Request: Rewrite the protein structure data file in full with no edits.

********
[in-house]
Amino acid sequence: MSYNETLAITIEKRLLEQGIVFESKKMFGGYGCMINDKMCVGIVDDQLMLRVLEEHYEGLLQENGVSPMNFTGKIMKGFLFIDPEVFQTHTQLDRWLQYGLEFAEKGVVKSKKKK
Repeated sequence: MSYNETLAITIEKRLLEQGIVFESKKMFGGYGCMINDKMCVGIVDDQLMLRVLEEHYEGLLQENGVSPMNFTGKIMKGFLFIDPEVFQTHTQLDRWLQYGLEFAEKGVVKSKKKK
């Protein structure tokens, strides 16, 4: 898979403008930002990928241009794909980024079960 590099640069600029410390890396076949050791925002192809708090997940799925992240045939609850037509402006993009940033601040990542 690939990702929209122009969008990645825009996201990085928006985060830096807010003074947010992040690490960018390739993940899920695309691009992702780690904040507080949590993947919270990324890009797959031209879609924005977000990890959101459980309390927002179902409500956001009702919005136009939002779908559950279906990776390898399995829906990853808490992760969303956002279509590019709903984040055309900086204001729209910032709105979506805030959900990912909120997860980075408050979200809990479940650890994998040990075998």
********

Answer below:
[in-house]
Amino acid sequence: MSYNETLAITIEKRLLEQGIVFESKKMFGGYGCMINDKMCVGIVDDQLMLRVLEEHYEGLLQENGVSPMNFTGKIMKGFLFIDPEVFQTHTQLDRWLQYGLEFAEKGVVKSKKKK
Repeated sequence: MSYNETLAITIEKRLLEQGIVFESKKMFGGYGCMINDKMCVGIVDDQLMLRVLEEHYEGLLQENGVSPMNFTGKIMKGFLFIDPEVFQTHTQLDRWLQYGLEFAEKGVVKSKKKK
């Protein structure tokens, strides 16, 4: 898979403008930002990928241009794909980024079960 590099640069600029410390890396076949050791925002192809708090997940799925992240045939609850037509402006993009940033601040990542 690939990702929209122009969008990645825009996201990085928006985060830096807010003074947010992040690490960018390739993940899920695309691009992702780690904040507080949590993947919270990324890009797959031209879609924005977000990890959101459980309390927002179902409500956001009702919005136009939002779908559950279906990776390898399995829906990853808490992760969303956002279509590019709903984040055309900086204001729209910032709105979506805030959900990912909120997860980075408050979200809990479940650890994998040990075998």